Varicose Veins

The leg veins have a challenging task in carrying the blood away from the feet, towards the heart and up against gravity. In an upright standing position, the blood will cumulate in the calves. As you start to walk, the pumping action of the foot (foot pump), calf muscle (calf pump) and the contraction of thigh muscles (thigh pump) will pump the blood up in the deep veins of the legs. Given that 'what goes up, must come down' the blood rushes back down in the veins. There are valves in the veins that open upward allowing the blood to get through, but they should close tightly after to stop the blood from going back all the way down - and this is where things may go wrong!

When the walls of the veins become weak, the vein stretches too much and the valves can no longer reach. So blood rushes back down towards the feet again and pools in the veins causing them to enlarge. These enlarged veins are called 'varicose veins'. Varicose veins can be visible or could be hidden in the fat. The extent of the problem can only be determined through an ultrasound examination.

Venous blood is oxygen-low and carries toxins. As time goes on, more blood cumulates in thevaricose veins, and eventually leaks outisde the vein and the toxins in the blood will 'poison' the skin around the ankles causing pigmentation, eczema and eventually ulceration.

Furthermore, the problem with the varicose veins, which are superficial veins, can eventually cause a problem with the deep veins. The established route for the blood to travel back efficiently to the heart is via the deep veins. Because the varicose veins cause blood to flow back, the deep veins need to work harder to compensate for the varicose veins and as a result, in some patients, the deep veins can become abnormal.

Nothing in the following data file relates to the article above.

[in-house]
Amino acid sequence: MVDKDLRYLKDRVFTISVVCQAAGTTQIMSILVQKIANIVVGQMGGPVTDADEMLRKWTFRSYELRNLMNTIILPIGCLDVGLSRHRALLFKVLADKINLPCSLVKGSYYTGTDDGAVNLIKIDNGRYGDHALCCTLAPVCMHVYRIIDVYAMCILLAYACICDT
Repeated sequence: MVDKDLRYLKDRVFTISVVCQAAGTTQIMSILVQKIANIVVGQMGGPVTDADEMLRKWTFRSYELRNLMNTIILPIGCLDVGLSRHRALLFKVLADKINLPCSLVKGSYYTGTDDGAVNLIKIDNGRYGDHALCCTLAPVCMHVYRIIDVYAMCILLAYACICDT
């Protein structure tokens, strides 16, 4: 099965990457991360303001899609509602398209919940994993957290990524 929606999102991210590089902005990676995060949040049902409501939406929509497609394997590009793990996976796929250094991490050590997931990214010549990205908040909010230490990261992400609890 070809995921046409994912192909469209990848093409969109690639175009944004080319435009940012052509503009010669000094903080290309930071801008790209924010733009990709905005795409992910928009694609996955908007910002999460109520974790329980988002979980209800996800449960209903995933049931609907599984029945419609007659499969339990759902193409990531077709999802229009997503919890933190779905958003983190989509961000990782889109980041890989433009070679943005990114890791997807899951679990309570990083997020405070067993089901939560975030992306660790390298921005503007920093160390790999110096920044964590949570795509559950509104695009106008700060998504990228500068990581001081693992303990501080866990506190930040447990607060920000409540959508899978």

Symptoms and Signs

Several symptoms can occur, especially after prolonged standing or at the end of the day. These include aching, heaviness, throbbing, cramping and restlessness in the legs.

The first signs of venous disease can be the visible spider veins (the tiny thread-like veins) followed by the larger varicose veins. Sometimes swelling can happen, and in severe casesvaricose veins can affect the skin, causing eczema, inflammation and possibly ulceration in the lower legs.

Causes of Varicose Veins

Venous disease is common and affects men and women of all ages, however there is not one definitive cause. Family history suggests that some people inherit veins that are more likely to deteriorate.

Women are more likely to suffer from abnormal leg veins. Puberty, pregnancy, menopause and taking oral contraceptives can have an affect on the venous system. During pregnancy hormone levels and the enlarged uterus can restrict blood flow from the legs.

Other exacerbating factors can be obesity and prolonged standing. Also bone fractures and soft tissue trauma can cause localised vein abnormalities. The most important step is to have a thorough examination to determine the extent of the condition and treatment required.

Treatment Options

There are several treatment options avaiable for varicose veins. As varicose veins serve no useful function they can be closed down without any damage, and this will in fact improve the blood circulation. Successful treatment will relieve many of the symptoms.

At Sydney Skin and Vein Clinic we offer a full range of treatment options including:

It is important to understand that varicose veins can be a progressive condition and that new veins can develop with time. Ongoing maintenance treatment is likely for most patients.


These tips may be helpful:

  • Maintain a healthy weight
  • Perform regular exercise
  • Avoid constipation
  • Avoid high heels
  • Avoid standing occupations
  • Wear compression stockings
  • Avoid hot baths and hot showers: these can enlarge the veins
  • Get your veins checked by a professional every 2-5 years


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